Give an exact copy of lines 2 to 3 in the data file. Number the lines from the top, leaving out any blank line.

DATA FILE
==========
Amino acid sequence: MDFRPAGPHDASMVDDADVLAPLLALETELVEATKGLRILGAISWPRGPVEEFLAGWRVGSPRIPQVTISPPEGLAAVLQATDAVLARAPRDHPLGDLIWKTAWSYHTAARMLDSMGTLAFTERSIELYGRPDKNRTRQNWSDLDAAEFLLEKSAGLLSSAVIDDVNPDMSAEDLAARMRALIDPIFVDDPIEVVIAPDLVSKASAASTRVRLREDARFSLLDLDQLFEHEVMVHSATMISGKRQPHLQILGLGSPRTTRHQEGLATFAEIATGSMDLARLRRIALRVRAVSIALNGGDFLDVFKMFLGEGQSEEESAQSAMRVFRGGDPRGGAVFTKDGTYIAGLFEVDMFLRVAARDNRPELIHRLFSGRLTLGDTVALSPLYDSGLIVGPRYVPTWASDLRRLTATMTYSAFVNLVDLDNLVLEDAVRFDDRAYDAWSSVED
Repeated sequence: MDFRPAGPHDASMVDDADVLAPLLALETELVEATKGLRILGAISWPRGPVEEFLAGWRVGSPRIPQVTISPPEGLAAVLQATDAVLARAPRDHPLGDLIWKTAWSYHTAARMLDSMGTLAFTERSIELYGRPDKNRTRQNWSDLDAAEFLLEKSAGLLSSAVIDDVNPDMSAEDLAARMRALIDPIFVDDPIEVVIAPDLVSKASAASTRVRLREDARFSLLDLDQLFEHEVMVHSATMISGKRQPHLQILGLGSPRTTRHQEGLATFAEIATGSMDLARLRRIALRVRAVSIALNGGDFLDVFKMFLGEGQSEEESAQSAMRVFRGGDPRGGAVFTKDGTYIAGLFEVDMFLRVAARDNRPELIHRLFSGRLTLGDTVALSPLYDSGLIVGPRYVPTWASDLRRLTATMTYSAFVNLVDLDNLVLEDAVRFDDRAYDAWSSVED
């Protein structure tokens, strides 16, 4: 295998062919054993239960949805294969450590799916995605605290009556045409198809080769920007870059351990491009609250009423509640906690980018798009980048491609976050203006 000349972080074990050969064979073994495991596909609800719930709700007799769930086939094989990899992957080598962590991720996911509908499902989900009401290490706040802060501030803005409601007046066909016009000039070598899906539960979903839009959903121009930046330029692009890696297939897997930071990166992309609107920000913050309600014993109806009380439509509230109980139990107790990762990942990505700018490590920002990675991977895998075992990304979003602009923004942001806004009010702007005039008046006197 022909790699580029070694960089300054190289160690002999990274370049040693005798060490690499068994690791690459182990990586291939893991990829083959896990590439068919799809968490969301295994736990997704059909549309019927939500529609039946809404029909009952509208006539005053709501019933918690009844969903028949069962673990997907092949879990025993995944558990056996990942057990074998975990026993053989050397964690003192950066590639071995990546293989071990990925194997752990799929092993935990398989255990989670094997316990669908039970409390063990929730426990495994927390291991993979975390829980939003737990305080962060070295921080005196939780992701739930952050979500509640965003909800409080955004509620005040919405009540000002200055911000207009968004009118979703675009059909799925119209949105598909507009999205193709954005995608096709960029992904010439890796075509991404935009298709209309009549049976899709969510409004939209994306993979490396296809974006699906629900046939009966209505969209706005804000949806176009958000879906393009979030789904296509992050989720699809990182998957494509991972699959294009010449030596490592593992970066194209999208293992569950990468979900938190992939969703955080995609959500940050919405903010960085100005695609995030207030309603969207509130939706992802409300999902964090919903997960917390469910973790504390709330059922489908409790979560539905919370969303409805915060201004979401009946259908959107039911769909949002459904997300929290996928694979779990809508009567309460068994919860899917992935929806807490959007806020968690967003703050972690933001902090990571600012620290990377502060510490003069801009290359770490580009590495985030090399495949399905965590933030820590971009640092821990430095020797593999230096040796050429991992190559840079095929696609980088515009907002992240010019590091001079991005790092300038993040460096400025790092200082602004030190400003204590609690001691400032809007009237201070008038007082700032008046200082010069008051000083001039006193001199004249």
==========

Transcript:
Repeated sequence: MDFRPAGPHDASMVDDADVLAPLLALETELVEATKGLRILGAISWPRGPVEEFLAGWRVGSPRIPQVTISPPEGLAAVLQATDAVLARAPRDHPLGDLIWKTAWSYHTAARMLDSMGTLAFTERSIELYGRPDKNRTRQNWSDLDAAEFLLEKSAGLLSSAVIDDVNPDMSAEDLAARMRALIDPIFVDDPIEVVIAPDLVSKASAASTRVRLREDARFSLLDLDQLFEHEVMVHSATMISGKRQPHLQILGLGSPRTTRHQEGLATFAEIATGSMDLARLRRIALRVRAVSIALNGGDFLDVFKMFLGEGQSEEESAQSAMRVFRGGDPRGGAVFTKDGTYIAGLFEVDMFLRVAARDNRPELIHRLFSGRLTLGDTVALSPLYDSGLIVGPRYVPTWASDLRRLTATMTYSAFVNLVDLDNLVLEDAVRFDDRAYDAWSSVED
């Protein structure tokens, strides 16, 4: 295998062919054993239960949805294969450590799916995605605290009556045409198809080769920007870059351990491009609250009423509640906690980018798009980048491609976050203006 000349972080074990050969064979073994495991596909609800719930709700007799769930086939094989990899992957080598962590991720996911509908499902989900009401290490706040802060501030803005409601007046066909016009000039070598899906539960979903839009959903121009930046330029692009890696297939897997930071990166992309609107920000913050309600014993109806009380439509509230109980139990107790990762990942990505700018490590920002990675991977895998075992990304979003602009923004942001806004009010702007005039008046006197 022909790699580029070694960089300054190289160690002999990274370049040693005798060490690499068994690791690459182990990586291939893991990829083959896990590439068919799809968490969301295994736990997704059909549309019927939500529609039946809404029909009952509208006539005053709501019933918690009844969903028949069962673990997907092949879990025993995944558990056996990942057990074998975990026993053989050397964690003192950066590639071995990546293989071990990925194997752990799929092993935990398989255990989670094997316990669908039970409390063990929730426990495994927390291991993979975390829980939003737990305080962060070295921080005196939780992701739930952050979500509640965003909800409080955004509620005040919405009540000002200055911000207009968004009118979703675009059909799925119209949105598909507009999205193709954005995608096709960029992904010439890796075509991404935009298709209309009549049976899709969510409004939209994306993979490396296809974006699906629900046939009966209505969209706005804000949806176009958000879906393009979030789904296509992050989720699809990182998957494509991972699959294009010449030596490592593992970066194209999208293992569950990468979900938190992939969703955080995609959500940050919405903010960085100005695609995030207030309603969207509130939706992802409300999902964090919903997960917390469910973790504390709330059922489908409790979560539905919370969303409805915060201004979401009946259908959107039911769909949002459904997300929290996928694979779990809508009567309460068994919860899917992935929806807490959007806020968690967003703050972690933001902090990571600012620290990377502060510490003069801009290359770490580009590495985030090399495949399905965590933030820590971009640092821990430095020797593999230096040796050429991992190559840079095929696609980088515009907002992240010019590091001079991005790092300038993040460096400025790092200082602004030190400003204590609690001691400032809007009237201070008038007082700032008046200082010069008051000083001039006193001199004249």